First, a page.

27. Mäki, Uskali. 1993. Social Theories of Science and the Fate of Institutionalism in Economics. In Rationality, Institutions, and Economic Methodology, ed. Bo Gustafsson, Christian Knudsen, and Uskali Mäki, 76–109. London: Routledge.CrossRefGoogle Scholar
  28. ———. 2009. Economics Imperialism: Concept and Constraints. Philosophy of the Social Sciences 39 (3): 351–380.CrossRefGoogle Scholar
  29. Matthews, R.C.O. 1986. The Economics of Institutions and the Sources of Growth. The Economic Journal 96 (384): 903–918.CrossRefGoogle Scholar
  30. Ménard, Claude, and Mary M. Shirley. 2014. The Contribution of Douglass North to New Institutional Economics. In Institutions, Economic Growth, and Property Rights: The Legacy of Douglass North, ed. Sebastian Galiani and Itai Sened, 11–29. Cambridge: Cambridge University Press.CrossRefGoogle Scholar
  31. Milonakis, Dimitris, and Ben Fine. 2007. Douglass North’s Remaking of Economic History: A Critical Appraisal. Review of Radical Political Economics 39 (1): 27–57.CrossRefGoogle Scholar
  32. Mueller, Dennis C. 2003. Public Choice III. Cambridge: Cambridge University Press.CrossRefGoogle Scholar
  33. Nee, Victor. 2005. The New Institutionalisms in Economics and Sociology. In Handbook of Economic Sociology, ed. Neil Smelser and Richard Swedberg, 49–74. Princeton: Princeton University Press.Google Scholar
  34. ———. 2008. Economic Sociology and New Institutional Economics. In Handbook of New Institutional Economics, ed. Claude Ménard and Mary M. Shirley, 789–818. Berlin/Heidelberg: Springer.CrossRefGoogle Scholar
  35. Nelson, Richard R., and Sidney G. Winter. 1982. An Evolutionary Theory of Economic Change. Cambridge, MA: Harvard University Press/Belknap.Google Scholar
  36. North, Douglass C. 1977. Markets and Other Allocation Systems in History: The Challenge of Karl Polanyi. Journal of European Economic History 6 (3): 703–716.Google Scholar
  37. ———. 1981. Structure and Change in Economic History. Cambridge: Cambridge University Press.Google Scholar
  38. ———. 1986. The New Institutional Economics. Journal of Institutional and Theoretical Economics/Zeitschrift für die gesamte Staatswissenschaft 142 (1): 230–237.Google Scholar
  39. North, Douglass C., John Joseph Wallis, and Barry R. Weingast. 2009. Violence and Social Orders: A Conceptual Framework for Interpreting Recorded Human History. Cambridge: Cambridge University Press.CrossRefGoogle Scholar
  40. Olson, Mancur. 1965. The Logic of Collective Action: Public Goods and the Theory of Groups. Cambridge, MA: Harvard University Press.Google Scholar
  41. Ostrom, Elinor. 2007. Challenges and Growth: The Development of the Interdisciplinary Field of Institutional Analysis. Journal of Institutional Economics 3 (3): 239–264.CrossRefGoogle Scholar
  42. Ostrom, Elinor, and Vincent Ostrom. 2004. The Quest for Meaning in Public Choice. American Journal of Economics and Sociology 63 (1): 105–147.CrossRefGoogle Scholar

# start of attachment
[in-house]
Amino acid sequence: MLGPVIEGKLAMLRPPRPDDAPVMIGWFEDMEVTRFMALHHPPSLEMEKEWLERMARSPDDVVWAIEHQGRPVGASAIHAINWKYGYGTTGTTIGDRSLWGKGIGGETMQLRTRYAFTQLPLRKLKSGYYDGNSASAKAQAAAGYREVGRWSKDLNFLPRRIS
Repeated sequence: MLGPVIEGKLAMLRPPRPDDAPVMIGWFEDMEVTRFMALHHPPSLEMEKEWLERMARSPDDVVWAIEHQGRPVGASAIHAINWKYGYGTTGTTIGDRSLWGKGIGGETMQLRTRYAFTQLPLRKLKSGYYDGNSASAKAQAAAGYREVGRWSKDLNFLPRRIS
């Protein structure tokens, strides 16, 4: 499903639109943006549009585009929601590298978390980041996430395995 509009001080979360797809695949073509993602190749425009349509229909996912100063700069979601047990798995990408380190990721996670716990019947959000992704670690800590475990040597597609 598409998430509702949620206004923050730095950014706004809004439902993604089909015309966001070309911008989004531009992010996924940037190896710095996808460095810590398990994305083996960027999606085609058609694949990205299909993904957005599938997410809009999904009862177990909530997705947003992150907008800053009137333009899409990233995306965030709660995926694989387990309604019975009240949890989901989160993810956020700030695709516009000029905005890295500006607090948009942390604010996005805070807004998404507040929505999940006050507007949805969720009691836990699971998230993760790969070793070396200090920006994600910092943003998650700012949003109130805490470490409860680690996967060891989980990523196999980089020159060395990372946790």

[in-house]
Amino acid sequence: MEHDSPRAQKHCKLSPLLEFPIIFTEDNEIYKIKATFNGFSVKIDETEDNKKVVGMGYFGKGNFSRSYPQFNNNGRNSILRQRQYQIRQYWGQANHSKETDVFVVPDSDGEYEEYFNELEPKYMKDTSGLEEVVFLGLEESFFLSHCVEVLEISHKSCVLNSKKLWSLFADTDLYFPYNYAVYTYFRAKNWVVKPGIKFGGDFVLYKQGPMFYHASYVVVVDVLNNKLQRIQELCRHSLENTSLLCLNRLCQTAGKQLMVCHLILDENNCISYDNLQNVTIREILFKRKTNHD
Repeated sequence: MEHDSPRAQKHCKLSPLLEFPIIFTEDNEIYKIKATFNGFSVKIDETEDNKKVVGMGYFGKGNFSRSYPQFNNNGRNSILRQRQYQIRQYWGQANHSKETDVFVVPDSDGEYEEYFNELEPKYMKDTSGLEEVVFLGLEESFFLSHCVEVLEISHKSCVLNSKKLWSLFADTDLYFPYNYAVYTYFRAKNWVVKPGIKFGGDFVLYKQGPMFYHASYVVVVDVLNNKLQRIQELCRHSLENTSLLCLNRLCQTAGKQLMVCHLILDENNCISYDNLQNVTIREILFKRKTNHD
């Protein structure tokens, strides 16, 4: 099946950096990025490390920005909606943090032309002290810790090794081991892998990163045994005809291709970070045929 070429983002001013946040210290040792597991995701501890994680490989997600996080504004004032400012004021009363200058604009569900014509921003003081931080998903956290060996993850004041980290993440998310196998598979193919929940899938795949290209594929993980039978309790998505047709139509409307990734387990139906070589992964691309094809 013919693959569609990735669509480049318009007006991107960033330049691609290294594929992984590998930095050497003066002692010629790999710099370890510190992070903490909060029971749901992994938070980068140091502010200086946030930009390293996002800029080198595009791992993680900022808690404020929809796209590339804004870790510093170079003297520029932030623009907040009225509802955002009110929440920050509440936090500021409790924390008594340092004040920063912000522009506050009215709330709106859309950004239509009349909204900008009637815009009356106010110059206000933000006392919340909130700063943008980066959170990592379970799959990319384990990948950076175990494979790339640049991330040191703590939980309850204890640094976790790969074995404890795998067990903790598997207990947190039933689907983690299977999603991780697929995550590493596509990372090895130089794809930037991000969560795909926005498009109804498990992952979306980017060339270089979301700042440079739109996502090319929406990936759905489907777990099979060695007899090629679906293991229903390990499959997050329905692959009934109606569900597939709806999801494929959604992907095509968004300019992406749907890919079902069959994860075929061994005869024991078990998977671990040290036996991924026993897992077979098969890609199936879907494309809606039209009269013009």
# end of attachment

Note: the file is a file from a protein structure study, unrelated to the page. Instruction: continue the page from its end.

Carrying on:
43. Peukert, Helge. 2001. Bridging Old and New Institutional Economics: Gustav Schmoller and Douglass C. North, Seen with Old Institutionalists’ Eyes. European Journal of Law and Economics 11 (2): 91–130.CrossRefGoogle Scholar
  44. Richter, Rudolf. 2005. The New Institutional Economics: Its Start, Its Meaning, Its Prospects. European Business Organization Law Review 6 (2): 161–200.CrossRefGoogle Scholar
  45. ———. 2015. Essays on New Institutional Economics. Berlin/Heidelberg: Springer.CrossRefGoogle Scholar
  46. Rodrik, Dani, Arvind Subramanian, and Francesco Trebbi. 2004. Institutions Rule: The Primacy of Institutions Over Geography and Integration in Economic Development. Journal of Economic Growth 9 (2): 131–165.CrossRefGoogle Scholar
  47. Rutherford, Malcolm. 1994. Institutions in Economics: The Old and New Institutionalism. Cambridge: Cambridge University Press.CrossRefGoogle Scholar
  48. ———. 2001. Institutional Economics: Then and Now. Journal of Economic Perspectives 15 (3): 173–194.CrossRefGoogle Scholar
  49. Schotter, Andrew. 1981. The Economic Theory of Social Institutions. Cambridge: Cambridge University Press.CrossRefGoogle Scholar
  50. Vanberg, Viktor. 1988. Rules and Choice in Economics and Sociology. Jahrbuch für Neue Politische Ökonomie 7: 1–22.Google Scholar
  51. Wallis, John Joseph. 2015. Structure and Change in Economic History: The Ideas of Douglass North. CEPR Policy Portal. https://voxeu.org/article/ideas-douglass-north. Accessed 24 Jan 2018.
  52. Weintraub, E. Roy. 1979. Microfoundations: The Compatibility of Microeconomics and Macroeconomics. Cambridge: Cambridge University Press.CrossRefGoogle Scholar
  53. Williamson, Oliver E. 1973. Markets and Hierarchies: Some Elementary Considerations. American Economic Review 63 (2): 316–325.Google Scholar
  54. ———. 1975. Markets and Hierarchies: Analysis and Antitrust Implications. New York: Free Press.Google Scholar
  55. ———. 1981. The Economics of Organization: The Transaction Cost Approach. American Journal of Sociology 87 (3): 548–577.CrossRefGoogle Scholar
  56. ———. 2000. The New Institutional Economics: Taking Stock, Looking Ahead. Journal of Economic Literature 38 (3): 595–613.CrossRefGoogle Scholar
  57. Williamson, Oliver E., and Sidney G. Winter. 1991. The Nature of the Firm: Origins, Evolution, and Development. Oxford: Oxford University Press.Google Scholar

Copyright information

© The Author(s) 2018

Authors and Affiliations

  • Matthijs Krul
    • 1
  1. 1.Max Planck Institute for Social AnthropologyBerlinGermany

Personalised recommendations